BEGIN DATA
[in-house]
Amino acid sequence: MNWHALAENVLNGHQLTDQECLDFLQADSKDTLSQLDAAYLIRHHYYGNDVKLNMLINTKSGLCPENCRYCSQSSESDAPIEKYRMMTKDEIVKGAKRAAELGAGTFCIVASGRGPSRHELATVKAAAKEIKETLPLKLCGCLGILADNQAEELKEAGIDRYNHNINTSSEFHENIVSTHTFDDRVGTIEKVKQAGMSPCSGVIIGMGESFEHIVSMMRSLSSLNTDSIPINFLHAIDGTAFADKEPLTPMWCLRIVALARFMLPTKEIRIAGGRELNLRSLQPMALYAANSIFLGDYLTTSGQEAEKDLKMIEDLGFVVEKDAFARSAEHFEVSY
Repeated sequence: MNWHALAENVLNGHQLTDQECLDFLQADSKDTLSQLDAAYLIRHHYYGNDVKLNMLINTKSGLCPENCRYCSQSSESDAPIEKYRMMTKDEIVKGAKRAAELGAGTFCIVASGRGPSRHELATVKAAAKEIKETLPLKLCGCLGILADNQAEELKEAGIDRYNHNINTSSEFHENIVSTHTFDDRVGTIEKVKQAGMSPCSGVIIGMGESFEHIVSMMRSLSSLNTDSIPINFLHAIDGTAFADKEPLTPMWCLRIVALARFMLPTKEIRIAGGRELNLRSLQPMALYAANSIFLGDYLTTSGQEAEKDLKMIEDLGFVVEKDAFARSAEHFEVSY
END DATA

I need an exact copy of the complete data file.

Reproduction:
[in-house]
Amino acid sequence: MNWHALAENVLNGHQLTDQECLDFLQADSKDTLSQLDAAYLIRHHYYGNDVKLNMLINTKSGLCPENCRYCSQSSESDAPIEKYRMMTKDEIVKGAKRAAELGAGTFCIVASGRGPSRHELATVKAAAKEIKETLPLKLCGCLGILADNQAEELKEAGIDRYNHNINTSSEFHENIVSTHTFDDRVGTIEKVKQAGMSPCSGVIIGMGESFEHIVSMMRSLSSLNTDSIPINFLHAIDGTAFADKEPLTPMWCLRIVALARFMLPTKEIRIAGGRELNLRSLQPMALYAANSIFLGDYLTTSGQEAEKDLKMIEDLGFVVEKDAFARSAEHFEVSY
Repeated sequence: MNWHALAENVLNGHQLTDQECLDFLQADSKDTLSQLDAAYLIRHHYYGNDVKLNMLINTKSGLCPENCRYCSQSSESDAPIEKYRMMTKDEIVKGAKRAAELGAGTFCIVASGRGPSRHELATVKAAAKEIKETLPLKLCGCLGILADNQAEELKEAGIDRYNHNINTSSEFHENIVSTHTFDDRVGTIEKVKQAGMSPCSGVIIGMGESFEHIVSMMRSLSSLNTDSIPINFLHAIDGTAFADKEPLTPMWCLRIVALARFMLPTKEIRIAGGRELNLRSLQPMALYAANSIFLGDYLTTSGQEAEKDLKMIEDLGFVVEKDAFARSAEHFEVSY